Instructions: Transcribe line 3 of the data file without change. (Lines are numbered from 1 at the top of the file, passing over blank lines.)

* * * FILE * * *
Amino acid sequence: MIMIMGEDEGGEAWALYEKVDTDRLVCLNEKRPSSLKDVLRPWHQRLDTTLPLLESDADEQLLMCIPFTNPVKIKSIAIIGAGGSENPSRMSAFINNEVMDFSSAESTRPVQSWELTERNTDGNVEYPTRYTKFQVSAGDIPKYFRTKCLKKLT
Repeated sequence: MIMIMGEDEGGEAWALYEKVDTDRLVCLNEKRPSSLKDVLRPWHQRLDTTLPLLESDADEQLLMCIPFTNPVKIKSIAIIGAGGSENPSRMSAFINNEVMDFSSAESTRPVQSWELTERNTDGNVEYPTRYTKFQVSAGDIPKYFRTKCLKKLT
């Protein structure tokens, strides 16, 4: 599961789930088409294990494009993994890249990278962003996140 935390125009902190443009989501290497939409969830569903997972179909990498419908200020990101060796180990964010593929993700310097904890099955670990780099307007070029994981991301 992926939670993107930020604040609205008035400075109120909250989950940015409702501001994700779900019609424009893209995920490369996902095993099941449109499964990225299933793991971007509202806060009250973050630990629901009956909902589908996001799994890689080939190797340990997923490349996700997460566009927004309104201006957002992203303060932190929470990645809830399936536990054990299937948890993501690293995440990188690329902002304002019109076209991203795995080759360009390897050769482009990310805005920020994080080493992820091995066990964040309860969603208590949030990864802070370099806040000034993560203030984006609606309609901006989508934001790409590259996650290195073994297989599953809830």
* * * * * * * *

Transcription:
């Protein structure tokens, strides 16, 4: 599961789930088409294990494009993994890249990278962003996140 935390125009902190443009989501290497939409969830569903997972179909990498419908200020990101060796180990964010593929993700310097904890099955670990780099307007070029994981991301 992926939670993107930020604040609205008035400075109120909250989950940015409702501001994700779900019609424009893209995920490369996902095993099941449109499964990225299933793991971007509202806060009250973050630990629901009956909902589908996001799994890689080939190797340990997923490349996700997460566009927004309104201006957002992203303060932190929470990645809830399936536990054990299937948890993501690293995440990188690329902002304002019109076209991203795995080759360009390897050769482009990310805005920020994080080493992820091995066990964040309860969603208590949030990864802070370099806040000034993560203030984006609606309609901006989508934001790409590259996650290195073994297989599953809830």